Does HBOT work in the treatment of ischemic diabetic foot ulcers? The results of the multicenter DAMOCLES study suggest not. However, DAMOCLES might be a double edged sword… for the people that didn’t drop out, there appears to be the suggestion of an amputation benefit and lower mortality. See for yourself.
Hyperbaric Oxygen Therapy in the Treatment of Ischemic Lower Extremity Ulcers in Patients With Diabetes: Results of the DAMO2CLES Multicenter Randomized Clinical Trial
OBJECTIVE Conflicting evidence exists on the effects of hyperbaric oxygen therapy (HBOT) in the treatment of chronic ischemic leg ulcers. The aim of this trial was to investigate whether additional HBOT would benefit patients with diabetes and ischemic leg ulcers.
RESEARCH DESIGN AND METHODS Patients with diabetes with an ischemic wound (n = 120) were randomized to standard care (SC) without or with HBOT (SC+HBOT). Primary outcomes were limb salvage and wound healing after 12 months, as well as time to wound healing. Other end points were amputation-free survival (AFS) and mortality.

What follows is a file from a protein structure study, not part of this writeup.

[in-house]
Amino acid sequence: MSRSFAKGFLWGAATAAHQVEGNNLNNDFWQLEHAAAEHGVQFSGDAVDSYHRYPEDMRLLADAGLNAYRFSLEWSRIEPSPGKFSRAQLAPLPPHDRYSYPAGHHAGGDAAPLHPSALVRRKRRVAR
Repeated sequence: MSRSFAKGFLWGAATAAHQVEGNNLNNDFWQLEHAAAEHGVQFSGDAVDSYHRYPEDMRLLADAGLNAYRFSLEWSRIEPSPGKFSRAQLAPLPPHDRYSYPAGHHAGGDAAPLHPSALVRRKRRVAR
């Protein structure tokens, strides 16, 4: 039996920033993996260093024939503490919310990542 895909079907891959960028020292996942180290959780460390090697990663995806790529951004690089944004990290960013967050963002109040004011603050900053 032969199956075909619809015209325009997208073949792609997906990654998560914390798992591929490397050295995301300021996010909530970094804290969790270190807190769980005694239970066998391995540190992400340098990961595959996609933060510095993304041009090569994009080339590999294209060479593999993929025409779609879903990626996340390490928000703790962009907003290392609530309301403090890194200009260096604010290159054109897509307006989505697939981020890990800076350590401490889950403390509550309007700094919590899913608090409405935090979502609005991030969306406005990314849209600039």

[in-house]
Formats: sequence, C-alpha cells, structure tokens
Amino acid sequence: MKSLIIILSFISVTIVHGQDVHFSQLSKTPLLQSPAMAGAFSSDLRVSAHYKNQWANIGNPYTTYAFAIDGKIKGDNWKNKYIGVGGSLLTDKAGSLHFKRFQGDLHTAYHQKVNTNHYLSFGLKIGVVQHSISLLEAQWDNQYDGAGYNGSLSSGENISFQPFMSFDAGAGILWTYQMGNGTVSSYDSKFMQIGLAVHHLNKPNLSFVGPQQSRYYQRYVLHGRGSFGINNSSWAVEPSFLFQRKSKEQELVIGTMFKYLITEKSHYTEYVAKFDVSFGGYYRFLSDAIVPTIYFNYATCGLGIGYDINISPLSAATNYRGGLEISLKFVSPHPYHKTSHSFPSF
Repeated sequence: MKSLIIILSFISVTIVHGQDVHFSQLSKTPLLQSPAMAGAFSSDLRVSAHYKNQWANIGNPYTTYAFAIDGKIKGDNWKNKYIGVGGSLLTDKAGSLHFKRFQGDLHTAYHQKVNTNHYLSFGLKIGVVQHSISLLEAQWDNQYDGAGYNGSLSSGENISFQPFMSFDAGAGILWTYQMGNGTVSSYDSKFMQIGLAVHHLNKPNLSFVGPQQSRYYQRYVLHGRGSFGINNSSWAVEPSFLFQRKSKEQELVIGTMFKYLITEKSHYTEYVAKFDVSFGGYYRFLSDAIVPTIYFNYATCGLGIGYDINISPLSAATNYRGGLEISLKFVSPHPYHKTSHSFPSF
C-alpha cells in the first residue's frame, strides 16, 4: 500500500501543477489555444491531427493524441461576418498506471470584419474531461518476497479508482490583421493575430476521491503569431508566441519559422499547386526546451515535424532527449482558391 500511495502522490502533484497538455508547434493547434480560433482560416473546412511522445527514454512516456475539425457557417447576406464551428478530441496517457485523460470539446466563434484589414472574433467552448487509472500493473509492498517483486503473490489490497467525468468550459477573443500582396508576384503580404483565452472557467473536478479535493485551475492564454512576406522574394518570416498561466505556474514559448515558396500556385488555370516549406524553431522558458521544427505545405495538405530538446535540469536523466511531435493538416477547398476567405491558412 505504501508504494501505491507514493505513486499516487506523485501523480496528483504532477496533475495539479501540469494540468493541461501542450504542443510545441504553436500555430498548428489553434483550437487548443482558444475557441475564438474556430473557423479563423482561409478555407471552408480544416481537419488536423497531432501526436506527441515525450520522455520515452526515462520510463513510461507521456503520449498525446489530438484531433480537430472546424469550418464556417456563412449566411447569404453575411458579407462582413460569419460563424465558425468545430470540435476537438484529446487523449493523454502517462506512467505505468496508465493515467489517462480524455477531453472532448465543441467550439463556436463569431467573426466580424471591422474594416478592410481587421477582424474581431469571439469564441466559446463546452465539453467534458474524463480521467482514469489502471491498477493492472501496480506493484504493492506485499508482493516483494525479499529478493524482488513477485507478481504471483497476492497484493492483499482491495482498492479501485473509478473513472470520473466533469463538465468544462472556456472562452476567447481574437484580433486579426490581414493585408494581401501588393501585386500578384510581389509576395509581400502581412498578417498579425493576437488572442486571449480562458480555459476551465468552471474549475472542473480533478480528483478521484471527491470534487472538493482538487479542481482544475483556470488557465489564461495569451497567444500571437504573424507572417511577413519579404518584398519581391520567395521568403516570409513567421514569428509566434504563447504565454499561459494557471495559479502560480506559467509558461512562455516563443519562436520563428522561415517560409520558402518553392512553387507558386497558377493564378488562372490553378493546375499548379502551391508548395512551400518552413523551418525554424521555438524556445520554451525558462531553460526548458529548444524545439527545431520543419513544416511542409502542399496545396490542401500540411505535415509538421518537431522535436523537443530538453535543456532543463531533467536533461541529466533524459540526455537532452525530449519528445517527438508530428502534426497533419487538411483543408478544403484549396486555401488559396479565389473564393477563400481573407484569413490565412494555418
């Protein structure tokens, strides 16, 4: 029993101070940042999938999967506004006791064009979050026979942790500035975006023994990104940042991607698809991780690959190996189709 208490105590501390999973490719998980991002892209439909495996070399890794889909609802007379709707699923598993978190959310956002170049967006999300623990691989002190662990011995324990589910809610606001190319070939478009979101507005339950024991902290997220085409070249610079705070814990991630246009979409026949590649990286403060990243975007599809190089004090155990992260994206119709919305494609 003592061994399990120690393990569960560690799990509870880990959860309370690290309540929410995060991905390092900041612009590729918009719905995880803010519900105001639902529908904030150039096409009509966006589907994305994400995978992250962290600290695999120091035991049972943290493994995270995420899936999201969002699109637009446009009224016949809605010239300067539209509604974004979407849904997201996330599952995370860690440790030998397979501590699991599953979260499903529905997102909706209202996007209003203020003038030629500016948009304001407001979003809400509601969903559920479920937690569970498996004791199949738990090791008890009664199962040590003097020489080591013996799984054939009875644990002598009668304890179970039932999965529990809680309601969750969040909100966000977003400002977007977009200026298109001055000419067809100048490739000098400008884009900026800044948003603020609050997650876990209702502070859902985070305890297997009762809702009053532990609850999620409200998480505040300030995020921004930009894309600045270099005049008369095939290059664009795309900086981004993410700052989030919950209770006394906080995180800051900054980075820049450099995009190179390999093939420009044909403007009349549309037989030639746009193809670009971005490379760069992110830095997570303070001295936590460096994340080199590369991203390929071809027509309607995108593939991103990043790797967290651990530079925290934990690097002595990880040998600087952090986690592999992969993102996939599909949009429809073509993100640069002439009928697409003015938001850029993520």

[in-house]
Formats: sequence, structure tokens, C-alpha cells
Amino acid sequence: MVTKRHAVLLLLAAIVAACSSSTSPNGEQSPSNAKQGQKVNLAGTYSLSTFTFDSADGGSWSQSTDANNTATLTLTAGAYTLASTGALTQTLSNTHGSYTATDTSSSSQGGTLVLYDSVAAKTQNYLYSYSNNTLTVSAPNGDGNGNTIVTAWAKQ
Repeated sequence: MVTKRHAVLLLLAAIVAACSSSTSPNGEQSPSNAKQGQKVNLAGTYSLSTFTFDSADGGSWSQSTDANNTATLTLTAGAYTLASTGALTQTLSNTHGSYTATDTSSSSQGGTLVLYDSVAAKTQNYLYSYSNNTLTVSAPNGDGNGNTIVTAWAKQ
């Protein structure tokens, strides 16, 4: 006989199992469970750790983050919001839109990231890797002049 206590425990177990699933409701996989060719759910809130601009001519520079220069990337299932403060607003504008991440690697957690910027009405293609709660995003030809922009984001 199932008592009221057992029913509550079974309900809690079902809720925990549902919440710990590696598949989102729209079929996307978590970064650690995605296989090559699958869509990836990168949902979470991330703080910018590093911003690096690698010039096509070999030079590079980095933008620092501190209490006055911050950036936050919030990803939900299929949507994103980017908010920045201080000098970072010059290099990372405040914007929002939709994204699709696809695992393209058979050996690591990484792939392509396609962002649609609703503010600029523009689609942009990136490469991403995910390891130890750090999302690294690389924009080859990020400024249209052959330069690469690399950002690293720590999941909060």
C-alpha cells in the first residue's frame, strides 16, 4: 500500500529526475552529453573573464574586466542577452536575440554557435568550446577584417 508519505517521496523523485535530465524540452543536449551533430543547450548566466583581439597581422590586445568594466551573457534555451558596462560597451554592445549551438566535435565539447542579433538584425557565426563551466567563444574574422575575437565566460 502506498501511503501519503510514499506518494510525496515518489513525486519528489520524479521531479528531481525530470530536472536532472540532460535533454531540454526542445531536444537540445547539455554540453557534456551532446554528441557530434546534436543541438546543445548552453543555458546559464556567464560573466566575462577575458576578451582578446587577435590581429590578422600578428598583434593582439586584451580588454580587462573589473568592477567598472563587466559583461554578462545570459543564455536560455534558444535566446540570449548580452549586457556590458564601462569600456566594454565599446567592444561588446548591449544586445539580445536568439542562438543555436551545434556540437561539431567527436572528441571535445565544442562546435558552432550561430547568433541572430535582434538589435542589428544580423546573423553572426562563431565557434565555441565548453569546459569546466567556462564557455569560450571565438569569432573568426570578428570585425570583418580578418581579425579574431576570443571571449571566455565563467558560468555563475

RESULTS Both groups contained 60 patients. Limb salvage was achieved in 47 patients in the SC group vs. 53 patients in the SC+HBOT group (risk difference [RD] 10% [95% CI −4 to 23]). After 12 months, 28 index wounds were healed in the SC group vs. 30 in the SC+HBOT group (RD 3% [95% CI −14 to 21]). AFS was achieved in 41 patients in the SC group and 49 patients in the SC+HBOT group (RD 13% [95% CI −2 to 28]). In the SC+HBOT group, 21 patients (35%) were unable to complete the HBOT protocol as planned. Those who did had significantly less major amputations and higher AFS (RD for AFS 26% [95% CI 10–38]).
CONCLUSIONS Additional HBOT did not significantly improve complete wound healing and limb salvage in patients with diabetes and lower limb ischemia.